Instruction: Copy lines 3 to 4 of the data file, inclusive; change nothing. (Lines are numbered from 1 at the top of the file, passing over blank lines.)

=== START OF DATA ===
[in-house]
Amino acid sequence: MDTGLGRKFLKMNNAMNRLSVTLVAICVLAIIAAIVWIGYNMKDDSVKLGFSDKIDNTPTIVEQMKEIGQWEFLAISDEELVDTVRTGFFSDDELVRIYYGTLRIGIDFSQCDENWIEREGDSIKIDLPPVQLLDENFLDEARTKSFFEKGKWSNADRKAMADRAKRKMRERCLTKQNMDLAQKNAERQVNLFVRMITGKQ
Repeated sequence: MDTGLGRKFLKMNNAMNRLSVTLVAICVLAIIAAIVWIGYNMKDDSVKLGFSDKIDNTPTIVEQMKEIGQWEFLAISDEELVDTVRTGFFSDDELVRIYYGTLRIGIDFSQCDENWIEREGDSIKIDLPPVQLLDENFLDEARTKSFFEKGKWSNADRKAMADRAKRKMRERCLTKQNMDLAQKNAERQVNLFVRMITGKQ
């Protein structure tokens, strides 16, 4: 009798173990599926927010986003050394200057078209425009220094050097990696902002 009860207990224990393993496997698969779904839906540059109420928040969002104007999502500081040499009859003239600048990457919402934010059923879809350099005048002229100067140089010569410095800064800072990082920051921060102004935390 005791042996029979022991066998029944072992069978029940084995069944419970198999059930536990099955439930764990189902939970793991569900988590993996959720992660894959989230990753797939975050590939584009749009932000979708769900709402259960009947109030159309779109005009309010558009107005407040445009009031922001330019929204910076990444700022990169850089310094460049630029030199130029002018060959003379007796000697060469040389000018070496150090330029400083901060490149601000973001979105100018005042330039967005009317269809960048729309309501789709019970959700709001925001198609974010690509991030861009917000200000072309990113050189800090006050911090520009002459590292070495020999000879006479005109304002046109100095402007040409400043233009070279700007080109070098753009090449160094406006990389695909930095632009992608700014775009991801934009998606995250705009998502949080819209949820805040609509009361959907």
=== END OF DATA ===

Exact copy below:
Repeated sequence: MDTGLGRKFLKMNNAMNRLSVTLVAICVLAIIAAIVWIGYNMKDDSVKLGFSDKIDNTPTIVEQMKEIGQWEFLAISDEELVDTVRTGFFSDDELVRIYYGTLRIGIDFSQCDENWIEREGDSIKIDLPPVQLLDENFLDEARTKSFFEKGKWSNADRKAMADRAKRKMRERCLTKQNMDLAQKNAERQVNLFVRMITGKQ
């Protein structure tokens, strides 16, 4: 009798173990599926927010986003050394200057078209425009220094050097990696902002 009860207990224990393993496997698969779904839906540059109420928040969002104007999502500081040499009859003239600048990457919402934010059923879809350099005048002229100067140089010569410095800064800072990082920051921060102004935390 005791042996029979022991066998029944072992069978029940084995069944419970198999059930536990099955439930764990189902939970793991569900988590993996959720992660894959989230990753797939975050590939584009749009932000979708769900709402259960009947109030159309779109005009309010558009107005407040445009009031922001330019929204910076990444700022990169850089310094460049630029030199130029002018060959003379007796000697060469040389000018070496150090330029400083901060490149601000973001979105100018005042330039967005009317269809960048729309309501789709019970959700709001925001198609974010690509991030861009917000200000072309990113050189800090006050911090520009002459590292070495020999000879006479005109304002046109100095402007040409400043233009070279700007080109070098753009090449160094406006990389695909930095632009992608700014775009991801934009998606995250705009998502949080819209949820805040609509009361959907």